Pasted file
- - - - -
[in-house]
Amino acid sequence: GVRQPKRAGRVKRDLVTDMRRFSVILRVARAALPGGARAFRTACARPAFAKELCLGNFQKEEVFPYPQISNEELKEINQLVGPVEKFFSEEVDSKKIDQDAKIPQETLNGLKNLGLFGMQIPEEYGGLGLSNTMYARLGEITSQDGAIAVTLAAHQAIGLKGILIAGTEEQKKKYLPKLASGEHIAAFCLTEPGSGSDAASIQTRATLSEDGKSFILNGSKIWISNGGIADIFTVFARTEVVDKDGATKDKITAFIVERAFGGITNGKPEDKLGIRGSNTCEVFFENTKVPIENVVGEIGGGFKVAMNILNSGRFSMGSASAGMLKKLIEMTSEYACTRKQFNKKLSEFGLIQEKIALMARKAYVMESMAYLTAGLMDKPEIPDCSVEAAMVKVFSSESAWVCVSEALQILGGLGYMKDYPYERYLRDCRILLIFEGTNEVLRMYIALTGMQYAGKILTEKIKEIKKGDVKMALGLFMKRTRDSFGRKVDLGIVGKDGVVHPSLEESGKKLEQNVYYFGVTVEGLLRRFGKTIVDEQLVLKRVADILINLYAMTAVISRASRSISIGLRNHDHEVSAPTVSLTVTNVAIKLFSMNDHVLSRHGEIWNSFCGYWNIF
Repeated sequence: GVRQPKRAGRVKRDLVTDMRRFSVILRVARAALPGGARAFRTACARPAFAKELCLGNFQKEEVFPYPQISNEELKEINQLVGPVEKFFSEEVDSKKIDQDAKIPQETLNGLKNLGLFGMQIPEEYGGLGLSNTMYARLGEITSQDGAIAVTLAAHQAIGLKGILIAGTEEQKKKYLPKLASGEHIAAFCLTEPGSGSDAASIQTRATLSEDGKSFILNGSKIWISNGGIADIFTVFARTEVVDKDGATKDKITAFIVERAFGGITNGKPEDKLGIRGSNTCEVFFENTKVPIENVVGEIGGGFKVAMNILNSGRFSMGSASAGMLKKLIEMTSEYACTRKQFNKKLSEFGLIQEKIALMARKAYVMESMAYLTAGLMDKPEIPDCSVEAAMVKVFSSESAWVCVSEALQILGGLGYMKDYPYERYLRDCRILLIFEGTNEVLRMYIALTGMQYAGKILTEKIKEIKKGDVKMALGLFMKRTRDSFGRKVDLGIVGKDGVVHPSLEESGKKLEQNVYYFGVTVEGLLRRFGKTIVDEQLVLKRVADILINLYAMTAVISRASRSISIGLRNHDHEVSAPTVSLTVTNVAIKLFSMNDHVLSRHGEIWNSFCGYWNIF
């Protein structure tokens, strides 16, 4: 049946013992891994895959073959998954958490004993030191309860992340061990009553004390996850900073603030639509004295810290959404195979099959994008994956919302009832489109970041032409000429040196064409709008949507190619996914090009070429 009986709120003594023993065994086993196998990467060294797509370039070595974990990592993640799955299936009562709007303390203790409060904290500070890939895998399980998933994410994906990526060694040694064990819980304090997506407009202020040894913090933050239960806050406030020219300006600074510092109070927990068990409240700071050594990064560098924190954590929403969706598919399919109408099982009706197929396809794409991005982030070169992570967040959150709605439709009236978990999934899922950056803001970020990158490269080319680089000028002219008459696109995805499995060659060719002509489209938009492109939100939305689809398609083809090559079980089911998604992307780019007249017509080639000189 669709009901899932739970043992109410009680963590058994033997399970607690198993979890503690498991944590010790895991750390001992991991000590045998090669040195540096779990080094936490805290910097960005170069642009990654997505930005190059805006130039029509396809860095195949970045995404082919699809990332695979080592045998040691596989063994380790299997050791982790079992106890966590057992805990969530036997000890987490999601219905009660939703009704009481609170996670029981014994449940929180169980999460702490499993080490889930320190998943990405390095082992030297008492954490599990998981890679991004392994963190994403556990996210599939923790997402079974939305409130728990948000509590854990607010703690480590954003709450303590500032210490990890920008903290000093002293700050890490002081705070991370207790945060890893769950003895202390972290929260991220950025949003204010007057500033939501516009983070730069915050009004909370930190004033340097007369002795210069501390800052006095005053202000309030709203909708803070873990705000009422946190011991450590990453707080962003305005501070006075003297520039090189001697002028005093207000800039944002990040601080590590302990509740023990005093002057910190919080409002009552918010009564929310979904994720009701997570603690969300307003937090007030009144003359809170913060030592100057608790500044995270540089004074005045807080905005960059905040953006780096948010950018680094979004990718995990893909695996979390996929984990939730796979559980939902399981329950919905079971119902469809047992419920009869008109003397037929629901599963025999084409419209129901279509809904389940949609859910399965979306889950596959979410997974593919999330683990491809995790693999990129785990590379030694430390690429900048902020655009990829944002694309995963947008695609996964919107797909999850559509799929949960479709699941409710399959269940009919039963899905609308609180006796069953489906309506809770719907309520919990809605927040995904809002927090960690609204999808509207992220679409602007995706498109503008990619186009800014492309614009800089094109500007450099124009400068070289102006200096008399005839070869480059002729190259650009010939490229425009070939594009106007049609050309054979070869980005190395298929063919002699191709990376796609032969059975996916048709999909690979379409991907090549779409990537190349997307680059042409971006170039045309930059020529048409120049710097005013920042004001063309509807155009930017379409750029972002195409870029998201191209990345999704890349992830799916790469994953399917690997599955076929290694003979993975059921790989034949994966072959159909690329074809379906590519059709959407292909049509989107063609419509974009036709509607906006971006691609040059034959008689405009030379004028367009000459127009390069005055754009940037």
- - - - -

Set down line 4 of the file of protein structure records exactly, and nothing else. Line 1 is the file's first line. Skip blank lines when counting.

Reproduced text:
């Protein structure tokens, strides 16, 4: 049946013992891994895959073959998954958490004993030191309860992340061990009553004390996850900073603030639509004295810290959404195979099959994008994956919302009832489109970041032409000429040196064409709008949507190619996914090009070429 009986709120003594023993065994086993196998990467060294797509370039070595974990990592993640799955299936009562709007303390203790409060904290500070890939895998399980998933994410994906990526060694040694064990819980304090997506407009202020040894913090933050239960806050406030020219300006600074510092109070927990068990409240700071050594990064560098924190954590929403969706598919399919109408099982009706197929396809794409991005982030070169992570967040959150709605439709009236978990999934899922950056803001970020990158490269080319680089000028002219008459696109995805499995060659060719002509489209938009492109939100939305689809398609083809090559079980089911998604992307780019007249017509080639000189 669709009901899932739970043992109410009680963590058994033997399970607690198993979890503690498991944590010790895991750390001992991991000590045998090669040195540096779990080094936490805290910097960005170069642009990654997505930005190059805006130039029509396809860095195949970045995404082919699809990332695979080592045998040691596989063994380790299997050791982790079992106890966590057992805990969530036997000890987490999601219905009660939703009704009481609170996670029981014994449940929180169980999460702490499993080490889930320190998943990405390095082992030297008492954490599990998981890679991004392994963190994403556990996210599939923790997402079974939305409130728990948000509590854990607010703690480590954003709450303590500032210490990890920008903290000093002293700050890490002081705070991370207790945060890893769950003895202390972290929260991220950025949003204010007057500033939501516009983070730069915050009004909370930190004033340097007369002795210069501390800052006095005053202000309030709203909708803070873990705000009422946190011991450590990453707080962003305005501070006075003297520039090189001697002028005093207000800039944002990040601080590590302990509740023990005093002057910190919080409002009552918010009564929310979904994720009701997570603690969300307003937090007030009144003359809170913060030592100057608790500044995270540089004074005045807080905005960059905040953006780096948010950018680094979004990718995990893909695996979390996929984990939730796979559980939902399981329950919905079971119902469809047992419920009869008109003397037929629901599963025999084409419209129901279509809904389940949609859910399965979306889950596959979410997974593919999330683990491809995790693999990129785990590379030694430390690429900048902020655009990829944002694309995963947008695609996964919107797909999850559509799929949960479709699941409710399959269940009919039963899905609308609180006796069953489906309506809770719907309520919990809605927040995904809002927090960690609204999808509207992220679409602007995706498109503008990619186009800014492309614009800089094109500007450099124009400068070289102006200096008399005839070869480059002729190259650009010939490229425009070939594009106007049609050309054979070869980005190395298929063919002699191709990376796609032969059975996916048709999909690979379409991907090549779409990537190349997307680059042409971006170039045309930059020529048409120049710097005013920042004001063309509807155009930017379409750029972002195409870029998201191209990345999704890349992830799916790469994953399917690997599955076929290694003979993975059921790989034949994966072959159909690329074809379906590519059709959407292909049509989107063609419509974009036709509607906006971006691609040059034959008689405009030379004028367009000459127009390069005055754009940037």